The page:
Title: Not Less Than Gods
Author: Kage Baker
Page Count: 300 pages
Genre: science fiction, steampunk, alternative history
Copy for review compliments of the public library
50 words or less: Through a series of carefully engineered yet seemingly random events, Edward Alton Bell-Fairfax is raised up from relatively humble beginnings to be the perfect, yet anonymous supersoldier. That's not a tall order or anything...
I first encountered this author's work with her novella The Women of Nell Gwynne's, reviewed here, and was immediately informed that my not having read the rest of the stories in her Company series was a crying shame.
Well, I'm still no further along in reading the rest of the Company novels, but I picked this one up by chance at the library- it's a sort of companion novel/bonus features that tells the story of one Edward Alton Bell-Fairfax, and his rise through the ranks of the Gentlemen's Speculative Society. While I think I could have benefited from a more thorough knowledge of the series and the world that serves as the setting, this was an interesting enough, albeit oddly paced, story that was worth an impulse grab at the library.
Mr. Bell-Fairfax only ever wanted to be a hero, and he tries all kinds of ways to make that happen. One might speculate that he's trying to overcome a rather dubious beginning as the product of a less-than-honorable encounter between a lady in England and a mysterious gentleman (a situation that some might call date rape, which I would totally understand and do not support.) The point of the encounter is to show that although the Society will go to any lengths to support their operatives and further their aims of utopia through technologia, the ways in which they go about doing those things are squicky in the extreme. Nothing is free, after all, and that theme follows Edward throughout the entire course of the novel. Edward ultimately has to decide for himself what it means to be a man and what it means to be a hero; it takes a lot for him to finally arrive at a conclusion and not everyone would feel it's the right one.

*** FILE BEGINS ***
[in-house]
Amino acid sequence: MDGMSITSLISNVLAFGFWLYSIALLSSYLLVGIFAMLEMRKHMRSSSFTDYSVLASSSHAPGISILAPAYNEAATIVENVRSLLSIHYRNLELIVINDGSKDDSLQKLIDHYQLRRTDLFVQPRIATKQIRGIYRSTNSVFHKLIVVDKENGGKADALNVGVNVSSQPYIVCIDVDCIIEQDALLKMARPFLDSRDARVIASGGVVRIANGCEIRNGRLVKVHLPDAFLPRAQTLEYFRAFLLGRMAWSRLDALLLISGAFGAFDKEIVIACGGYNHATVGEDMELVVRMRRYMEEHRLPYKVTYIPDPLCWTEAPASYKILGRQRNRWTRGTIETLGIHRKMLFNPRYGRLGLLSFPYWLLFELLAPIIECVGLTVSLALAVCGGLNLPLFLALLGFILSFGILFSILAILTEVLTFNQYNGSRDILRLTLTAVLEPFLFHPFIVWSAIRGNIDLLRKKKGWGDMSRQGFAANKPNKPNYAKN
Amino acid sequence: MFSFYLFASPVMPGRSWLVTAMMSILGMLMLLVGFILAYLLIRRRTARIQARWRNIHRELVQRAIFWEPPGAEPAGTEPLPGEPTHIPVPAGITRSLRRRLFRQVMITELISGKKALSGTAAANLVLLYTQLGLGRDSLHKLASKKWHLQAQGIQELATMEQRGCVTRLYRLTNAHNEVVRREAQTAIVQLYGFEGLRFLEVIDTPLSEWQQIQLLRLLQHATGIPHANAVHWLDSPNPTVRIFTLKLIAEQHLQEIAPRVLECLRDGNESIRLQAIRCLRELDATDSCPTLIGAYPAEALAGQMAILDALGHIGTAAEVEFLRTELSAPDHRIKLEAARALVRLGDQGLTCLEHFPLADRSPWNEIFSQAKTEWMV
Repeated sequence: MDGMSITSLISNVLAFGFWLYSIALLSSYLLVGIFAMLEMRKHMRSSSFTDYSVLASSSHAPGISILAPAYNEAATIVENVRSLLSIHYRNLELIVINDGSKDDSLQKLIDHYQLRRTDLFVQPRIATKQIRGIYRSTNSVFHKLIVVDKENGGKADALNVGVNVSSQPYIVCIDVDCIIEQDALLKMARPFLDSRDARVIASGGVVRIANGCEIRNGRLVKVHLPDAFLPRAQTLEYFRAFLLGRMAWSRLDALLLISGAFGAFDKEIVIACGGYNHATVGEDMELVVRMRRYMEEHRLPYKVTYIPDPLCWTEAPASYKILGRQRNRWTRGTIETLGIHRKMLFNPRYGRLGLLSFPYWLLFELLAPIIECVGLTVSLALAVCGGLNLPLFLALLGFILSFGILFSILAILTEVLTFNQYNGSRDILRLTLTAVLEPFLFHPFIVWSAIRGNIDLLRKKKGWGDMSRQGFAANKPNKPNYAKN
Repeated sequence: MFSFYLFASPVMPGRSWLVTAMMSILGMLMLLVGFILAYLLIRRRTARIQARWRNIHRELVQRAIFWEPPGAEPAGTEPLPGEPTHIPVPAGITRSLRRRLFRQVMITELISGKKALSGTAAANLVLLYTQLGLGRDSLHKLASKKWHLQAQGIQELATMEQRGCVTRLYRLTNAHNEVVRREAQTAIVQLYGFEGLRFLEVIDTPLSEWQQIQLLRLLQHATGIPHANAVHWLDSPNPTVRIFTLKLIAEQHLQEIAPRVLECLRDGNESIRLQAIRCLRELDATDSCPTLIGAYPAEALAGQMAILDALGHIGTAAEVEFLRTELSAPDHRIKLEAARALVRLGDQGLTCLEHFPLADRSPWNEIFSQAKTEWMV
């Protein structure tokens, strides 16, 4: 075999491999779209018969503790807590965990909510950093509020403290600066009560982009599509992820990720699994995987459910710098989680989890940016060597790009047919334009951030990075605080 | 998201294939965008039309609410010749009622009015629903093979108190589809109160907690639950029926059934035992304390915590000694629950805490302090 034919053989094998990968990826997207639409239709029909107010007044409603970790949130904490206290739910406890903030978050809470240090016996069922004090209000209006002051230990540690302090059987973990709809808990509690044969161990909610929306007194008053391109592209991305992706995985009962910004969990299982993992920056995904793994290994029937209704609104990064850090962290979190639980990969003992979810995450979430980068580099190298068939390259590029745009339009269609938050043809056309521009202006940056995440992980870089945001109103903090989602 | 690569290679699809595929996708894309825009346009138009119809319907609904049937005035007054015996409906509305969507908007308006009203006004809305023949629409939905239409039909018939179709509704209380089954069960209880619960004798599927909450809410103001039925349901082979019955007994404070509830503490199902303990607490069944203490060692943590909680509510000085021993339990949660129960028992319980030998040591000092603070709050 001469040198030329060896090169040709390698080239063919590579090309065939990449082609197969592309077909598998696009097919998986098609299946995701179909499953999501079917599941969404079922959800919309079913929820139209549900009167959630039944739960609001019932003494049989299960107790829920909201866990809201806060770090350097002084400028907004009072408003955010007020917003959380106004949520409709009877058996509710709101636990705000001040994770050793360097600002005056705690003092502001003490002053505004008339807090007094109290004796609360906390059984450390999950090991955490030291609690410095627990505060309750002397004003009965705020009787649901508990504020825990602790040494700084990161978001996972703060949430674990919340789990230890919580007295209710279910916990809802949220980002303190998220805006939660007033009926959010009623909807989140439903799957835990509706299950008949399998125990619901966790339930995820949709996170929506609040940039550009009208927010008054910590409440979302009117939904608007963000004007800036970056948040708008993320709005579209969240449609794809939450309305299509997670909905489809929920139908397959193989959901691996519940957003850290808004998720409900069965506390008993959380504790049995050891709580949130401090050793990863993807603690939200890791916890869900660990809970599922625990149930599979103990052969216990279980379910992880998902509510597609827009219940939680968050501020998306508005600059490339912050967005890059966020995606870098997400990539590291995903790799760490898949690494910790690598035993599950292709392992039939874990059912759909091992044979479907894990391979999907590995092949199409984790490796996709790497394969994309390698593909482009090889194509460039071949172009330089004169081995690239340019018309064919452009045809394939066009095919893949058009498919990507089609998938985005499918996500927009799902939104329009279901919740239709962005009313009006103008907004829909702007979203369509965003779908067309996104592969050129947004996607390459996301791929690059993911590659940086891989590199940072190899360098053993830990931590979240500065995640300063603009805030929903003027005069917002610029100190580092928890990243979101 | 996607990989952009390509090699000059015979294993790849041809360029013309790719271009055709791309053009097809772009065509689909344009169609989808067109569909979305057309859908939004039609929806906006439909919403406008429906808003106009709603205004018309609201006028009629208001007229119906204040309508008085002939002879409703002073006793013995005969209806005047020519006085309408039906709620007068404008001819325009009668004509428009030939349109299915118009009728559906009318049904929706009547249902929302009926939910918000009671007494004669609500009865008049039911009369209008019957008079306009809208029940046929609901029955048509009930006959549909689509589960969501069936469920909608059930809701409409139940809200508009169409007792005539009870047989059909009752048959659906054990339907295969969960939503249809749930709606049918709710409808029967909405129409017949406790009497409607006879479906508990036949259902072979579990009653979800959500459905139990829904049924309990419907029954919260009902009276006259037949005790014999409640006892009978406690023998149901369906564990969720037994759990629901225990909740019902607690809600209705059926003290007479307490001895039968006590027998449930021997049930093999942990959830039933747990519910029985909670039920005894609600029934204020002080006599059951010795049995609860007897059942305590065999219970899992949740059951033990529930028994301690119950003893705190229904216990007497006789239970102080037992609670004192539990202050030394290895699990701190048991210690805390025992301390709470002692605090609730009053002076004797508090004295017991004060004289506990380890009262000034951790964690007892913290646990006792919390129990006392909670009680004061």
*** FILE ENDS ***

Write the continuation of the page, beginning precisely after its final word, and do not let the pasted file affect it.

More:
The setting of the story is incredibly detailed and the technology of the Society is interesting to read about; these aspects went a long way to disguising the fact that the story was basically one big trip across Europe with random battles against bad guys thrown in. The ancillary characters are interesting but don't get a lot of face time; the ladies at Nell Gwynne's put in an appearance as well, in sharp contrast to the icky situation that starts off the book.
If you're a die hard fan of the series, it might be worth it to read this book just to have read all the titles. I'm interested in reading the rest of the series from the beginning, which may improve my understanding of this book somewhat.
Overall Grade: C
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